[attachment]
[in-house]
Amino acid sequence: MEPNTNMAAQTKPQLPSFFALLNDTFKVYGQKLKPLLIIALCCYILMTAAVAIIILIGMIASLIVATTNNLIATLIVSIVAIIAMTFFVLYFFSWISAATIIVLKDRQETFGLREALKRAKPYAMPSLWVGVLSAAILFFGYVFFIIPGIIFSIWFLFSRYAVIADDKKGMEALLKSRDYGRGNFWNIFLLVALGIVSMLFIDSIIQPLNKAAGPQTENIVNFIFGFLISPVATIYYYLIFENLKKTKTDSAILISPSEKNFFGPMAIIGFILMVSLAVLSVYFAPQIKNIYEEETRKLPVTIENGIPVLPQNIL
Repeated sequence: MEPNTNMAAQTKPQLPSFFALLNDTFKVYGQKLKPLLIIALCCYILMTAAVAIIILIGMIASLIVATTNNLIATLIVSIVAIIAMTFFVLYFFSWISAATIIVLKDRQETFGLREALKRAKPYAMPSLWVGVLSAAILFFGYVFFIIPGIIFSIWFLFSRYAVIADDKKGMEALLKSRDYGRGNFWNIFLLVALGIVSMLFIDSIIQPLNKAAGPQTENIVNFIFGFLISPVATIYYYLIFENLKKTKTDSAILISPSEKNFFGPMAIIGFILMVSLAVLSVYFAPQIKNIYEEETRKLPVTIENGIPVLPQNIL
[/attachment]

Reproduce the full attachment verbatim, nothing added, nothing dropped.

[in-house]
Amino acid sequence: MEPNTNMAAQTKPQLPSFFALLNDTFKVYGQKLKPLLIIALCCYILMTAAVAIIILIGMIASLIVATTNNLIATLIVSIVAIIAMTFFVLYFFSWISAATIIVLKDRQETFGLREALKRAKPYAMPSLWVGVLSAAILFFGYVFFIIPGIIFSIWFLFSRYAVIADDKKGMEALLKSRDYGRGNFWNIFLLVALGIVSMLFIDSIIQPLNKAAGPQTENIVNFIFGFLISPVATIYYYLIFENLKKTKTDSAILISPSEKNFFGPMAIIGFILMVSLAVLSVYFAPQIKNIYEEETRKLPVTIENGIPVLPQNIL
Repeated sequence: MEPNTNMAAQTKPQLPSFFALLNDTFKVYGQKLKPLLIIALCCYILMTAAVAIIILIGMIASLIVATTNNLIATLIVSIVAIIAMTFFVLYFFSWISAATIIVLKDRQETFGLREALKRAKPYAMPSLWVGVLSAAILFFGYVFFIIPGIIFSIWFLFSRYAVIADDKKGMEALLKSRDYGRGNFWNIFLLVALGIVSMLFIDSIIQPLNKAAGPQTENIVNFIFGFLISPVATIYYYLIFENLKKTKTDSAILISPSEKNFFGPMAIIGFILMVSLAVLSVYFAPQIKNIYEEETRKLPVTIENGIPVLPQNIL